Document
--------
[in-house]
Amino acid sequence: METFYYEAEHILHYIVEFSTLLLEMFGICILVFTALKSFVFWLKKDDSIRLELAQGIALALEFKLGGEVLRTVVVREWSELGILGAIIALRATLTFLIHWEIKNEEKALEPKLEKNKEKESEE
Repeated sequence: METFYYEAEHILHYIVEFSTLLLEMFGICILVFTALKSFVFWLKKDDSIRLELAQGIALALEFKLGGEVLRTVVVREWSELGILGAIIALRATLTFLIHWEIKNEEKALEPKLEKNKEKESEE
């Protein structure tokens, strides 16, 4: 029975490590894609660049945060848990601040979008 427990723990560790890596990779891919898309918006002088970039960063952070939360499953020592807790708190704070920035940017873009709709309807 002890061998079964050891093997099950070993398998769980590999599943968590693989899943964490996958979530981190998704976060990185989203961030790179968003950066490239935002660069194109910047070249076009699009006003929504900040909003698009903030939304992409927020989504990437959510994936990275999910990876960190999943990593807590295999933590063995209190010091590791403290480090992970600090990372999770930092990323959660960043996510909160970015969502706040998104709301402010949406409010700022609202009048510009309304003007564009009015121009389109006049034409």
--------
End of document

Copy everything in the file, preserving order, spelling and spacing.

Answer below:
[in-house]
Amino acid sequence: METFYYEAEHILHYIVEFSTLLLEMFGICILVFTALKSFVFWLKKDDSIRLELAQGIALALEFKLGGEVLRTVVVREWSELGILGAIIALRATLTFLIHWEIKNEEKALEPKLEKNKEKESEE
Repeated sequence: METFYYEAEHILHYIVEFSTLLLEMFGICILVFTALKSFVFWLKKDDSIRLELAQGIALALEFKLGGEVLRTVVVREWSELGILGAIIALRATLTFLIHWEIKNEEKALEPKLEKNKEKESEE
């Protein structure tokens, strides 16, 4: 029975490590894609660049945060848990601040979008 427990723990560790890596990779891919898309918006002088970039960063952070939360499953020592807790708190704070920035940017873009709709309807 002890061998079964050891093997099950070993398998769980590999599943968590693989899943964490996958979530981190998704976060990185989203961030790179968003950066490239935002660069194109910047070249076009699009006003929504900040909003698009903030939304992409927020989504990437959510994936990275999910990876960190999943990593807590295999933590063995209190010091590791403290480090992970600090990372999770930092990323959660960043996510909160970015969502706040998104709301402010949406409010700022609202009048510009309304003007564009009015121009389109006049034409």